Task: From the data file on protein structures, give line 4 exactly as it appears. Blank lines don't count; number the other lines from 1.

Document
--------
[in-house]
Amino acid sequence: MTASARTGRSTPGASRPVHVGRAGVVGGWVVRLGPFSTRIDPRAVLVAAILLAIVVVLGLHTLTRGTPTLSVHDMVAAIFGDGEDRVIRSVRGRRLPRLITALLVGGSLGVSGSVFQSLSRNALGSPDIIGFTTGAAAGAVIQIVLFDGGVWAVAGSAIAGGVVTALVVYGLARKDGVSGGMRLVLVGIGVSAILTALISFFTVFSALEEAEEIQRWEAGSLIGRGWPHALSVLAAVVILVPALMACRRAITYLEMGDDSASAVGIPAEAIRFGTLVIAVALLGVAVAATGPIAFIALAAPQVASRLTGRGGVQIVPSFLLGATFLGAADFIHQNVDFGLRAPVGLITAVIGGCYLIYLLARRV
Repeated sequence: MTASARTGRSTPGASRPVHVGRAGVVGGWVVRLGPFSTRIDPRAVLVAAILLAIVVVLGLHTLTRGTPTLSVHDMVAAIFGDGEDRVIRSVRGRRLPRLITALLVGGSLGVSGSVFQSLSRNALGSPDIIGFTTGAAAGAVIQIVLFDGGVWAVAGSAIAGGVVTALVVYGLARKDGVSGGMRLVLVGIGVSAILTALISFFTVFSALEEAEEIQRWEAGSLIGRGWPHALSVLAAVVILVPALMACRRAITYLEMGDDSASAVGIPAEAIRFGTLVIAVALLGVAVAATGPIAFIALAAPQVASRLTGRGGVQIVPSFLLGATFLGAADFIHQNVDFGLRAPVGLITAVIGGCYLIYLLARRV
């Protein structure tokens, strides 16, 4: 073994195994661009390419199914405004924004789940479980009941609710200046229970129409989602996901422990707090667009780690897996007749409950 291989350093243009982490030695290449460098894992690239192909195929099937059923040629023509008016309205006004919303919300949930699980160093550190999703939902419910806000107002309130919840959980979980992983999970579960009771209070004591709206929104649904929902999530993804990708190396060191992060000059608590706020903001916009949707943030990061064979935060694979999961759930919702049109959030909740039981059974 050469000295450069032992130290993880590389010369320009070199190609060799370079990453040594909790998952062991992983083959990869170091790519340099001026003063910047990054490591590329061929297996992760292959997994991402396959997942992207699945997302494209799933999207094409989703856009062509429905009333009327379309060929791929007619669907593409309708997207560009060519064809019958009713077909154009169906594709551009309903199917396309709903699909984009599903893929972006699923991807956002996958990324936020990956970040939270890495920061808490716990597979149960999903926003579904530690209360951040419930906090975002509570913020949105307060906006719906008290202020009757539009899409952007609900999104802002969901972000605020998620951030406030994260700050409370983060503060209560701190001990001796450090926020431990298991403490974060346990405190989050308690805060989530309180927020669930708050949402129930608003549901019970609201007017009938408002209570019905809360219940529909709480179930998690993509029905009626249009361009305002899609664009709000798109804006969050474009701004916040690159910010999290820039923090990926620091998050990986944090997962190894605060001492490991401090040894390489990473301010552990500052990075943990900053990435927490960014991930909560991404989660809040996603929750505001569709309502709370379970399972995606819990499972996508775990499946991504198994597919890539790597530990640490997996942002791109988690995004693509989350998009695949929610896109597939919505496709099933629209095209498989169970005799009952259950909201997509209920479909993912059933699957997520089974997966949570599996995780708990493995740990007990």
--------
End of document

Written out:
């Protein structure tokens, strides 16, 4: 073994195994661009390419199914405004924004789940479980009941609710200046229970129409989602996901422990707090667009780690897996007749409950 291989350093243009982490030695290449460098894992690239192909195929099937059923040629023509008016309205006004919303919300949930699980160093550190999703939902419910806000107002309130919840959980979980992983999970579960009771209070004591709206929104649904929902999530993804990708190396060191992060000059608590706020903001916009949707943030990061064979935060694979999961759930919702049109959030909740039981059974 050469000295450069032992130290993880590389010369320009070199190609060799370079990453040594909790998952062991992983083959990869170091790519340099001026003063910047990054490591590329061929297996992760292959997994991402396959997942992207699945997302494209799933999207094409989703856009062509429905009333009327379309060929791929007619669907593409309708997207560009060519064809019958009713077909154009169906594709551009309903199917396309709903699909984009599903893929972006699923991807956002996958990324936020990956970040939270890495920061808490716990597979149960999903926003579904530690209360951040419930906090975002509570913020949105307060906006719906008290202020009757539009899409952007609900999104802002969901972000605020998620951030406030994260700050409370983060503060209560701190001990001796450090926020431990298991403490974060346990405190989050308690805060989530309180927020669930708050949402129930608003549901019970609201007017009938408002209570019905809360219940529909709480179930998690993509029905009626249009361009305002899609664009709000798109804006969050474009701004916040690159910010999290820039923090990926620091998050990986944090997962190894605060001492490991401090040894390489990473301010552990500052990075943990900053990435927490960014991930909560991404989660809040996603929750505001569709309502709370379970399972995606819990499972996508775990499946991504198994597919890539790597530990640490997996942002791109988690995004693509989350998009695949929610896109597939919505496709099933629209095209498989169970005799009952259950909201997509209920479909993912059933699957997520089974997966949570599996995780708990493995740990007990």